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Let's not lose sight of one important issue with regards to the Playbook running Android apps. Since the Playbook is running a non-Android OS (QNX), it's going to run Android apps through some kind of emulation software layer.

In my 25+ years of working in IT, I've seen lots of these kinds of products over the years that allow software from one platform to run on another. They all have on thing in common: they all suck.
 

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I've seen lots of these kinds of products over the years that allow software from one platform to run on another. They all have on thing in common: they all suck.
I hear that brother. RIM had better put some effort into an app creation tool for developers that's as good as XCode 4 from Apple (now $5)
 

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The Playbook has much more powerful hardware than any Android Smartphones so I doubt an Android V2.3 will appear to run slower.

The big issue is lack of being able to run Tablet (i.e./Honeycomb) apps at any speed.

Of course, if you want to run Honeycomb apps then I would suggest just getting the Samsung device.
 

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Realizing that resources are limited:
1) I support iOS, it's the largest paying market.
2) I support android as its probably the second largest.

Now - do I spend my limited resources making a special playbook version? Or do I go..meh I'll spend a little time tweaking my android version.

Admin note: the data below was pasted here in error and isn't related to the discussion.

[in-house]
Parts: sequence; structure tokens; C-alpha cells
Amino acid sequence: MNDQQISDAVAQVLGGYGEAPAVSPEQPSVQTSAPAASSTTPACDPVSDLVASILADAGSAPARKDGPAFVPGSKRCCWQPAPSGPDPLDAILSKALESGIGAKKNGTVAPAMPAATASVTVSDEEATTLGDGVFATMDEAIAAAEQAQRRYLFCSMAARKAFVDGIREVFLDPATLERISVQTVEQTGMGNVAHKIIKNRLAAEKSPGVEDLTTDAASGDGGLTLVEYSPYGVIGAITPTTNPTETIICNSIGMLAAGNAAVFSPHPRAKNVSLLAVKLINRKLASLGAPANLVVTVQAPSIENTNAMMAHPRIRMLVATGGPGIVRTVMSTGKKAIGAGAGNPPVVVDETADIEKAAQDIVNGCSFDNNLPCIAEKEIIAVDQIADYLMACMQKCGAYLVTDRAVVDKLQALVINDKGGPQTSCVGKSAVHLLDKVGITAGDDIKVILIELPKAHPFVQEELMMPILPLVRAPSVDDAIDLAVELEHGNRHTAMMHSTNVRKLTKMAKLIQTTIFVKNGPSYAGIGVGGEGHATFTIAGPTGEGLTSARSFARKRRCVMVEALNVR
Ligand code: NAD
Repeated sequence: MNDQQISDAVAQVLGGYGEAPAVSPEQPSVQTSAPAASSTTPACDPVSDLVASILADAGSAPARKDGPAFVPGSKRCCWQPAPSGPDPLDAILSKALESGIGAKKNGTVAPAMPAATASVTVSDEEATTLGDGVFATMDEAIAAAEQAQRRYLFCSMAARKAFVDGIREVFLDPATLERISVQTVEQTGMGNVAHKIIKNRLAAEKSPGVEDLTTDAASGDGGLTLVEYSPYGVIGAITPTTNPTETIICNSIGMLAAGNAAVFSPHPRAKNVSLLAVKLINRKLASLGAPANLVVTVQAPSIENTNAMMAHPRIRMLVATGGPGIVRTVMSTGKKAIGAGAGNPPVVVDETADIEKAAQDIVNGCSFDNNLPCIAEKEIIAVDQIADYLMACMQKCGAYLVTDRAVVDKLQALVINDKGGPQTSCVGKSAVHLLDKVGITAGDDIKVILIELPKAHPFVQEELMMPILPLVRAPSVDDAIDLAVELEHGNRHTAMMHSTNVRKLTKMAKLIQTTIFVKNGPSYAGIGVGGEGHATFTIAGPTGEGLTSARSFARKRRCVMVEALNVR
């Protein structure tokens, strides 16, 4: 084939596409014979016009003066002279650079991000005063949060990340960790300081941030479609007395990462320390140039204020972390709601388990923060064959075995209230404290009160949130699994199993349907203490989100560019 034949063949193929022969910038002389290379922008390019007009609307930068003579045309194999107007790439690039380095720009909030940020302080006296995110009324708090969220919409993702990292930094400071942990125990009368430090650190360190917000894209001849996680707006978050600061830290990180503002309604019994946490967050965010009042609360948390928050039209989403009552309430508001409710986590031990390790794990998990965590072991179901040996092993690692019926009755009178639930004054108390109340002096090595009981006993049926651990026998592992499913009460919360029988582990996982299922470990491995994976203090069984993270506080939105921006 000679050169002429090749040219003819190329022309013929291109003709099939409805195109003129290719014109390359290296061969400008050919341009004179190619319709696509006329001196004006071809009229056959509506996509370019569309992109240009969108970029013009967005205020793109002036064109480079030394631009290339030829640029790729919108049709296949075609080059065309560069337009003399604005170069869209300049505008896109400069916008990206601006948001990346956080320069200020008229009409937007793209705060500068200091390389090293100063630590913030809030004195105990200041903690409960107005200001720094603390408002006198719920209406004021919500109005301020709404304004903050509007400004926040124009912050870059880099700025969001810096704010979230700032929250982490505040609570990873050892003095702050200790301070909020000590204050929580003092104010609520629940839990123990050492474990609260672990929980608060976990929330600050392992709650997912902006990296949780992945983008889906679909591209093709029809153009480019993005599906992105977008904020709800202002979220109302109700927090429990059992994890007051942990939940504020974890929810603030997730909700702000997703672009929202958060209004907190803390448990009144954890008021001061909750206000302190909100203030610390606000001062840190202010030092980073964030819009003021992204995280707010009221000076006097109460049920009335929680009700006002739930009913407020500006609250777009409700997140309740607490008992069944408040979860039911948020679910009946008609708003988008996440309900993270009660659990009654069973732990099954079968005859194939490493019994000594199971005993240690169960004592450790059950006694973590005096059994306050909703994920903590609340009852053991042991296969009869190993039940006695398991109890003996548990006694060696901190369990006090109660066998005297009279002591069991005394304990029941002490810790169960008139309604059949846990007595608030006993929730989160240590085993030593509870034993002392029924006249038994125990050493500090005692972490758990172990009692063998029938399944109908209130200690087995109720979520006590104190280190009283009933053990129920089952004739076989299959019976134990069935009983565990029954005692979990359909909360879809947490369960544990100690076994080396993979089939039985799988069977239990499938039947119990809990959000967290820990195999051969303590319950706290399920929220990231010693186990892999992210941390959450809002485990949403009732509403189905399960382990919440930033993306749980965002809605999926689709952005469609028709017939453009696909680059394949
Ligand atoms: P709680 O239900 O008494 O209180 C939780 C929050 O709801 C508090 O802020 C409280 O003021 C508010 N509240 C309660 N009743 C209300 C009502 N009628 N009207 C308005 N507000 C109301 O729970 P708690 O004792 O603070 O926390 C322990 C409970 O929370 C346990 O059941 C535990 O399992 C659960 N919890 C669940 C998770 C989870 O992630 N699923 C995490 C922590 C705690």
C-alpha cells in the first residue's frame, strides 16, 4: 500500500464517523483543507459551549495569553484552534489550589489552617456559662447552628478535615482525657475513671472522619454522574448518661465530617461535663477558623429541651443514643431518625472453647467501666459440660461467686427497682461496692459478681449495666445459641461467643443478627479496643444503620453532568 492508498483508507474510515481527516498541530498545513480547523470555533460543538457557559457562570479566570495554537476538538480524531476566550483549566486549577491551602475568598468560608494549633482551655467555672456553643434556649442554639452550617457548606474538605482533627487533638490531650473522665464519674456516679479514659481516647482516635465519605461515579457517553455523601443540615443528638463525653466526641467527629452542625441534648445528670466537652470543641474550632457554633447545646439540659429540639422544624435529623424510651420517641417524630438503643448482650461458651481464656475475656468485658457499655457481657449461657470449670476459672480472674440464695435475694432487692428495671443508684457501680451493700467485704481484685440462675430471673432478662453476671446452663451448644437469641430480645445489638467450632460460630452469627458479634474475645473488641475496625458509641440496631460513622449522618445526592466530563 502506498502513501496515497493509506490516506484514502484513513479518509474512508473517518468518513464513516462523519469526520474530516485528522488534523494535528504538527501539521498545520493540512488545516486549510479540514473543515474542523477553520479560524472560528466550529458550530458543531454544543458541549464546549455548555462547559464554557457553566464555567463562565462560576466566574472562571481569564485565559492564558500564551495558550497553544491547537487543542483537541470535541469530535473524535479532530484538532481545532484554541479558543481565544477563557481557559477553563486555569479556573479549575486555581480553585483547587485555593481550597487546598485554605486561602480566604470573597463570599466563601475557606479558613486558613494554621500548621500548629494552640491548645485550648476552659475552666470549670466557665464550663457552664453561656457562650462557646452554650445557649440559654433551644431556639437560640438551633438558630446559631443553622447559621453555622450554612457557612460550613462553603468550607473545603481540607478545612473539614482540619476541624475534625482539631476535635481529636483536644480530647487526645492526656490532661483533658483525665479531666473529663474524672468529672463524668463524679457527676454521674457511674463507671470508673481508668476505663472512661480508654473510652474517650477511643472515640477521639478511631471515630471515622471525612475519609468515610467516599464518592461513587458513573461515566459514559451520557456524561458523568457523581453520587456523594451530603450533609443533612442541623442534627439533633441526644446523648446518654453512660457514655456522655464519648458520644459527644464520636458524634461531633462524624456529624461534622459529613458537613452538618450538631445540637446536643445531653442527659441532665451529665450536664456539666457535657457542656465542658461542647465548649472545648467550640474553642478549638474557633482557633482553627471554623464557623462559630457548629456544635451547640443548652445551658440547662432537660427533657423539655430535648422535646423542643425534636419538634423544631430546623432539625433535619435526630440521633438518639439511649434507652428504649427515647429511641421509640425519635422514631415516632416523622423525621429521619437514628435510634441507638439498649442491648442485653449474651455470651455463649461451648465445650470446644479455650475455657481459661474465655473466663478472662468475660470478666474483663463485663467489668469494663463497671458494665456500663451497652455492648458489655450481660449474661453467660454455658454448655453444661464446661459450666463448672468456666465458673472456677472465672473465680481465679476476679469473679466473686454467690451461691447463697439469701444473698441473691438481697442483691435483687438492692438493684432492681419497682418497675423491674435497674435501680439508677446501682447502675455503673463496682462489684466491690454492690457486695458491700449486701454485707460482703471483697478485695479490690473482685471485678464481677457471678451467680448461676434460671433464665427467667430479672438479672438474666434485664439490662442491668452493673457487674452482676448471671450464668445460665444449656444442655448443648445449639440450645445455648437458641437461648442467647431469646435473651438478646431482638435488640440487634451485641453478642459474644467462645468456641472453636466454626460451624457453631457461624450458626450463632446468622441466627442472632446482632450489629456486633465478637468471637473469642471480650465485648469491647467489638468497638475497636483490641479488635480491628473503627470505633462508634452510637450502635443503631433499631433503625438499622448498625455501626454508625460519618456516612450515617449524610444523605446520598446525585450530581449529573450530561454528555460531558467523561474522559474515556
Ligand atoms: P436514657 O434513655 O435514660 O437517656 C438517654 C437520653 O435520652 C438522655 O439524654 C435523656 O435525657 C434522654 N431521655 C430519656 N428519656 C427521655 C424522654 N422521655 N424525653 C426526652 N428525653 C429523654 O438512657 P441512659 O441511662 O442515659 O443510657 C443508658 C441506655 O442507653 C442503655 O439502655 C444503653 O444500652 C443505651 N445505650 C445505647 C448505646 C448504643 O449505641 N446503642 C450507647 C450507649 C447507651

I agree. I do contract iOS and Android development and started ramping on Playbook in December using Adobe Air. Now, I think I'll just wait until Android support is available.

I think support for BlackBerry Java was added to protect the investments of existing business customers with in-house BlackBerry apps, with the goal of preventing them from adopting the iPad and Android tablets. I doubt consumer app developers will use BlackBerry Java (which I've read is more difficult to learn).

 

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Wow, that's an eye opening link....

The other caveat to this deal is that it will require developers to manually port their apps to BlackBerry App World; it's not as if a user will be able to hop over to the Android Market (or, for that matter, third-party markets like GetJar) and directly download whatever Android app they wish.
So Playbook users cannot access an Android Marketplace and download apps that interest them.

RIM has made it easy to port apps to their platform, but developers must still do some minor conversion work and put their apps on BB AppWorld. That's a helluva lot different than being 'Android compatible' !! I don't think RIM was entirely forthright about this.
 

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Discussion Starter #19
From the press release:

Developers will simply repackage, code sign and submit their BlackBerry Java and Android apps to BlackBerry App World. Once approved, the apps will be distributed through BlackBerry App World, providing a new opportunity for many developers to reach BlackBerry PlayBook users. Users will be able to download both the app players and the BlackBerry Java and Android apps from BlackBerry App World.
 

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So how does one load movies, songs, pictures etc onto a Playbook? Is there an application similar to iTunes for your computer?